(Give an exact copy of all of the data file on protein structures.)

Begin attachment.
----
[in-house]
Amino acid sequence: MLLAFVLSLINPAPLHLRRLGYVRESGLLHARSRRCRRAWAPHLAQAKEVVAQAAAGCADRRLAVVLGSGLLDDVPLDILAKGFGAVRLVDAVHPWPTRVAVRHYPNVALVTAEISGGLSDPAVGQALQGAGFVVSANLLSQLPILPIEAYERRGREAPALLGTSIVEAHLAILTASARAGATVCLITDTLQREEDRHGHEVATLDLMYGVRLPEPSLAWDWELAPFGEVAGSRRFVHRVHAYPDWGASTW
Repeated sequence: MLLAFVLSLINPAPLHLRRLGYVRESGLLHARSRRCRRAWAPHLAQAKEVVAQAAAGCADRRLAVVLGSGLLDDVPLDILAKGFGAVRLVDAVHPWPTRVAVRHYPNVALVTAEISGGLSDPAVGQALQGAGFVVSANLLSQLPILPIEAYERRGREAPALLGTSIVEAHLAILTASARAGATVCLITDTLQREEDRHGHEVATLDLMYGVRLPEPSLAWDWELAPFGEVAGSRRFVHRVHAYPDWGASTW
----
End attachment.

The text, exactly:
[in-house]
Amino acid sequence: MLLAFVLSLINPAPLHLRRLGYVRESGLLHARSRRCRRAWAPHLAQAKEVVAQAAAGCADRRLAVVLGSGLLDDVPLDILAKGFGAVRLVDAVHPWPTRVAVRHYPNVALVTAEISGGLSDPAVGQALQGAGFVVSANLLSQLPILPIEAYERRGREAPALLGTSIVEAHLAILTASARAGATVCLITDTLQREEDRHGHEVATLDLMYGVRLPEPSLAWDWELAPFGEVAGSRRFVHRVHAYPDWGASTW
Repeated sequence: MLLAFVLSLINPAPLHLRRLGYVRESGLLHARSRRCRRAWAPHLAQAKEVVAQAAAGCADRRLAVVLGSGLLDDVPLDILAKGFGAVRLVDAVHPWPTRVAVRHYPNVALVTAEISGGLSDPAVGQALQGAGFVVSANLLSQLPILPIEAYERRGREAPALLGTSIVEAHLAILTASARAGATVCLITDTLQREEDRHGHEVATLDLMYGVRLPEPSLAWDWELAPFGEVAGSRRFVHRVHAYPDWGASTW